A Salute to Eva

A Salute to Eva

A recent letter written by one of our riders, Dr. Carlin Vickery to our Lead Instructor, Eva Finnan

“Life is full of uncertainty and unexpected blessings…   I have lived mine with careful planning through my secondary school, college and medical school followed by seven years of surgical residency.  Seeing retirement on the horizon,  my husband and I carefully planned long awaited trips maximizing our free time away from the demands of our professions. In 2014, we decided to purchase a home in Aiken because I was stabling my horses here in the winter and spending most weekends riding in the Hitchcock Woods and competing in local cross country shows.  

Yet life has unexpected detours waiting to appear at the most inopportune moments. A week before my official retirement date as a plastic and reconstructive breast surgeon in Manhattan, I visited my internist for my yearly exam. Headaches had plagued me for several years so out of an abundance of caution he sent me for a brain MRI. Unfortunately, it revealed a cerebral vascular aneurysm which is an exaggeration of a major blood vessel to the brain. On that fateful yearly exam, a repeat MRI showed that the aneurysm had become unstable with the imminent risk of rupturing causing irreversible brain damage. Therefore, on the advice my primary care physician and the Chair of Neurosurgery at NYU Langone Medical Center, I decided to have the aneurysm resected. On June 7, 2017.  I went to surgery where regrettably the aneurysm ruptured in the final stage of the operation. My neurosurgeon saved my life but I spent three months in a coma in intensive care and six months in convalescent care before returning home to be with my husband, James Capalino. 

After a number of months, we made the decision that I would relocate to Aiken and he would spend weekends and one week a month with me in Aiken.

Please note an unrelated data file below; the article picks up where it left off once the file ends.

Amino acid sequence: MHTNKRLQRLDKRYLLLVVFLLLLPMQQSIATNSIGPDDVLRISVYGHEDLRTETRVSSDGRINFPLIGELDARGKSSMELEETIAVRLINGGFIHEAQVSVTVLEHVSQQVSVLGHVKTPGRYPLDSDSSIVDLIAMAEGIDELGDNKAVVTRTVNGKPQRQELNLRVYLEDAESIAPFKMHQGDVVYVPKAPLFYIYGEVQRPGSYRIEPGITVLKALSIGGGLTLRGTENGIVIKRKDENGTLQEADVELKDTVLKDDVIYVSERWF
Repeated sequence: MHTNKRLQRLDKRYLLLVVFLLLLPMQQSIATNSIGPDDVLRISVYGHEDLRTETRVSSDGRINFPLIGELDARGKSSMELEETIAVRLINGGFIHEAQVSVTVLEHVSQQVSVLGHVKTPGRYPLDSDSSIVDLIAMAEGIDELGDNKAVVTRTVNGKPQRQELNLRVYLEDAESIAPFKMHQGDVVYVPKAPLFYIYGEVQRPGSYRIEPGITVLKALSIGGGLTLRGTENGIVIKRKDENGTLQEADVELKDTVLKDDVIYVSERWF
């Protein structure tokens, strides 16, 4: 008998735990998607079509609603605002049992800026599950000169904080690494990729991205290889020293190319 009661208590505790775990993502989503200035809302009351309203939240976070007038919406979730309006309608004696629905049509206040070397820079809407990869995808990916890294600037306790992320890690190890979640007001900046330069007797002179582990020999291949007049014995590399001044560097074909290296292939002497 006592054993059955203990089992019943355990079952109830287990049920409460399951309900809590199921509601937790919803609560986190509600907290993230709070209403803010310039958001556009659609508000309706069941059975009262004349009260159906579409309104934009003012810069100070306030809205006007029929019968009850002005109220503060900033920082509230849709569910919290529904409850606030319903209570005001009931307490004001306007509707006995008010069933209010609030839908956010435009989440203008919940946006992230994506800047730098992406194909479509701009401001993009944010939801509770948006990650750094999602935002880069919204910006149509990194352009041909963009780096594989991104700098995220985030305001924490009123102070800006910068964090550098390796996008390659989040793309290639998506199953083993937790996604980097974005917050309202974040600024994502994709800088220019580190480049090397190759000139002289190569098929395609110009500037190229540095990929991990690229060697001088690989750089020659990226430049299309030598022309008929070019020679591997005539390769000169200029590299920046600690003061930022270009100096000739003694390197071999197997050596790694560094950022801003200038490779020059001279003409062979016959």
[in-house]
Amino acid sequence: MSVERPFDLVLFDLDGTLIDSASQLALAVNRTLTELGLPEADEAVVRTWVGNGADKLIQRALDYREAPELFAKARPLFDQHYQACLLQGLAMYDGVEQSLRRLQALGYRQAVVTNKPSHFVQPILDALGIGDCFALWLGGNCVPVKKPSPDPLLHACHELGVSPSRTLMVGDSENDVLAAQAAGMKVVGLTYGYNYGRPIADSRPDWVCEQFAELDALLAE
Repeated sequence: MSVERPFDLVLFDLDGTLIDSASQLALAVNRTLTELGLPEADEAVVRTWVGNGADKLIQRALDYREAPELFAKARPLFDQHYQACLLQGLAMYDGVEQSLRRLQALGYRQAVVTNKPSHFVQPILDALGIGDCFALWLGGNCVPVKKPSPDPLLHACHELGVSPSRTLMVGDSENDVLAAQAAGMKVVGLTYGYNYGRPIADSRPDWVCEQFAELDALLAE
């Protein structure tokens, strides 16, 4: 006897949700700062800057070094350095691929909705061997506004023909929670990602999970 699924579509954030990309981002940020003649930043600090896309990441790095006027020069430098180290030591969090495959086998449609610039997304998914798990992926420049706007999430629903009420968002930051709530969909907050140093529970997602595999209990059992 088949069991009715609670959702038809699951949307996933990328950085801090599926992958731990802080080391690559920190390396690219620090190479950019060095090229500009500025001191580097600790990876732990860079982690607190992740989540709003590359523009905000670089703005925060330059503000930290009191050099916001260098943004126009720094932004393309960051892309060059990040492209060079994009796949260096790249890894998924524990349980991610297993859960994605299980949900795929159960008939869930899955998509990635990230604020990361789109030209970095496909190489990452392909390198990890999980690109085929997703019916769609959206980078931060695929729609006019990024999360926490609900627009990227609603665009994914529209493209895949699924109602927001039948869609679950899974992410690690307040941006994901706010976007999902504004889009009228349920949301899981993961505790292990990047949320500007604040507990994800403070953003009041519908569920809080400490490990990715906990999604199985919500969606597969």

Horses have been the joy of my recreational life and Aiken has been the epicenter of my eventing  passion. One of the most difficult losses of my completed surgery was the loss of my physicality cancelling my long held wish to pursue eventing without the time constraints of a busy surgical practice.

While recovering in Aiken, I remembered Great Oak’s therapeutic riding program. My husband and I had been enthusiastic supporters of Great Oak before my surgery and I had watched Eva Finnan work with clients indoors applying years of experience to customize a recuperative training program for each person.  Resting at our home on York Street, I knew that Great Oak would be my mental and physical salvation.  Eva and her staff of dedicated volunteers, well trained horses, and customized training program for each client, restored my confidence that one day I could again enjoy the magical  experience of riding with the wind in my face and the movement of a trusted horse carrying me across the ground.

But relearning how to ride is only possible with the knowledge of a trained staff which brings me to Eva.   From my first ride with her, I was so impressed with her confident teaching and goal setting.  While I was not to enjoy the thrill of galloping through the fields and jumping challenging objects, we were able to set realistic and challenging goals to achieve. Eva’s experience and exceptional intuition about horses and riders enabled her to customize a program to help me define and reach my goals. Her gentle command and instinctual grasp of my physical challenges particularly related to balance, renewed my passion for horseback riding.  

During my first months with her, we concentrated on restoring confidence in my balance and awaking my core muscles which had languished after my brain surgery.  At the appropriate time, she introduced a few trotting step. We then advanced to short distances and weaving obstacles to sharpen my instincts and balance.  

Through two years of lessons,  I can trot the length of the arena and am learning to get through corners  I have even begun to imagine another riding trip to Ireland. One of my surgical professors famously said that the qualities of a great teacher are accessibility, ability, and affability.   Eva shows each  these qualities in spades.  Having her and those like her available at Great Oak in Aiken is a precious asset for anyone who is determined to restore or enhance their equestrian capabilities.

Carlin B. Vickery, MD
Great Oak Rider